Pratchett-like worldbuilding centers immigrant kids in a story filled with culture, humor, and heart.

THE YEAR I FLEW AWAY

At home in Haiti, 10-year-old Gabrielle Marie Jean loves the rain, scary stories, beating the boys in mango-eating contests, and her family, most of all.

When her parents’ paperwork issues mean she must immigrate to the United States alone, every heavenly thing she believes about America can’t outweigh the sense of dread she feels in leaving everything she knows behind. A preternaturally sensitive child, Gabrielle feels responsible for not only her own success, but her whole family’s, so the stakes of moving in with her uncle, aunt, and cousins in Brooklyn are high—even before Lady Lydia, a witch, tries to steal her essence. Lydia makes her an offer she can’t refuse: achieving assimilation. Arnold skillfully fuses distinct immigrant experiences with the supernatural to express a universally felt desire for belonging. Gabrielle desperately wants to fit in despite the xenophobia she experiences every day and despite making new, accepting friends in Mexican American Carmen and Rocky the talking rat-rabbit. But in trying to change herself, Gabrielle risks giving Lydia the power to conquer Brooklyn. Gabrielle is a charming narrator, and of course, good guy (girl) magic wins out in the end, but the threat to immigrant lives and identities is presented poignantly nonetheless in this richly imaginative origin story of one Haitian American girl that offers a fantastical take on immigrant narratives.

Pratchett-like worldbuilding centers immigrant kids in a story filled with culture, humor, and heart. (Fiction. 9-12)

Pub Date: Feb. 2, 2021

ISBN: 978-0-358-27275-5

Page Count: 256

Publisher: Versify/HMH

Review Posted Online: Nov. 27, 2020

Kirkus Reviews Issue: Dec. 15, 2020

Did you like this book?

No Comments Yet

NIGHTBIRD

There’s a monster in Sidwell, Massachusetts, that can only be seen at night or, as Twig reveals, if passersby are near her house.

It’s her older brother, James, born with wings just like every male in the Fowler line for the last 200 years. They were cursed by the Witch of Sidwell, left brokenhearted by their forebear Lowell Fowler. Twig and James are tired of the secret and self-imposed isolation. Lonely Twig narrates, bringing the small town and its characters to life, intertwining events present and past, and describing the effects of the spell on her fractured family’s daily life. Longing for some normalcy and companionship, she befriends new-neighbor Julia while James falls in love with Julia’s sister, Agate—only to learn they are descendants of the Witch. James and Agate seem as star-crossed as their ancestors, especially when the townspeople attribute a spate of petty thefts and graffiti protesting the development of the woods to the monster and launch a hunt. The mix of romance and magic is irresistible and the tension, compelling. With the help of friends and through a series of self-realizations and discoveries, Twig grows more self-assured. She is certain she knows how to change the curse. In so doing, Twig not only changes James’ fate, but her own, for the first time feeling the fullness of family, friends and hope for the future.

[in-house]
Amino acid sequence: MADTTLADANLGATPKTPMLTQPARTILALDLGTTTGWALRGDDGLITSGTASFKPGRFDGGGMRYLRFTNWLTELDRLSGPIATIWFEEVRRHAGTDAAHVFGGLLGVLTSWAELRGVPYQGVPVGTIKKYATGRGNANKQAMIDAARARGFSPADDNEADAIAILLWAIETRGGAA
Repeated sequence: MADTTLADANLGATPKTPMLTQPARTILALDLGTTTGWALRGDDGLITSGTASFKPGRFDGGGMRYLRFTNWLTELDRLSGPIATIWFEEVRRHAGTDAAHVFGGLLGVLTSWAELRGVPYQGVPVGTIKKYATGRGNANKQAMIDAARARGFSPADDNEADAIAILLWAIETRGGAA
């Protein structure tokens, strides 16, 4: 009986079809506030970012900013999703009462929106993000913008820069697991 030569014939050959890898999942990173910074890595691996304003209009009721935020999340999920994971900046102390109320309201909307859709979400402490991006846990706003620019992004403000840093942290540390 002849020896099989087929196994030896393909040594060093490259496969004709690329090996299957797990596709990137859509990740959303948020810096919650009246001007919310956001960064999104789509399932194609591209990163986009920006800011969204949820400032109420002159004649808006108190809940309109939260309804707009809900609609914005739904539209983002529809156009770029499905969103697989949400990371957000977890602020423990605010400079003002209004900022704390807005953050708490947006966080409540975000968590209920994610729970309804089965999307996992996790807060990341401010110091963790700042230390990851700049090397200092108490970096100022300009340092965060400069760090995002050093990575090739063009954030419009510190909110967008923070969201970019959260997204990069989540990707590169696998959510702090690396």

Enchanting. (Magical realism. 9-12)

Pub Date: March 10, 2015

ISBN: 978-0-385-38958-7

Page Count: 208

Publisher: Wendy Lamb/Random

Review Posted Online: Dec. 22, 2014

Kirkus Reviews Issue: Jan. 1, 2015

Did you like this book?

A deftly told story that dramatizes how Danes appointed themselves bodyguards—not only for their king, who was in the habit...

NUMBER THE STARS

The author of the Anastasia books as well as more serious fiction (Rabble Starkey, 1987) offers her first historical fiction—a story about the escape of the Jews from Denmark in 1943.

Five years younger than Lisa in Carol Matas' Lisa's War (1989), Annemarie Johansen has, at 10, known three years of Nazi occupation. Though ever cautious and fearful of the ubiquitous soldiers, she is largely unaware of the extent of the danger around her; the Resistance kept even its participants safer by telling them as little as possible, and Annemarie has never been told that her older sister Lise died in its service. When the Germans plan to round up the Jews, the Johansens take in Annemarie's friend, Ellen Rosen, and pretend she is their daughter; later, they travel to Uncle Hendrik's house on the coast, where the Rosens and other Jews are transported by fishing boat to Sweden. Apart from Lise's offstage death, there is little violence here; like Annemarie, the reader is protected from the full implications of events—but will be caught up in the suspense and menace of several encounters with soldiers and in Annemarie's courageous run as courier on the night of the escape. The book concludes with the Jews' return, after the war, to homes well kept for them by their neighbors.

A deftly told story that dramatizes how Danes appointed themselves bodyguards—not only for their king, who was in the habit of riding alone in Copenhagen, but for their Jews. (Historical fiction. 9-12)

Pub Date: April 1, 1989

ISBN: 0547577095

Page Count: 156

Publisher: Houghton Mifflin

Review Posted Online: Oct. 17, 2011

Kirkus Reviews Issue: March 15, 1989

Did you like this book?

more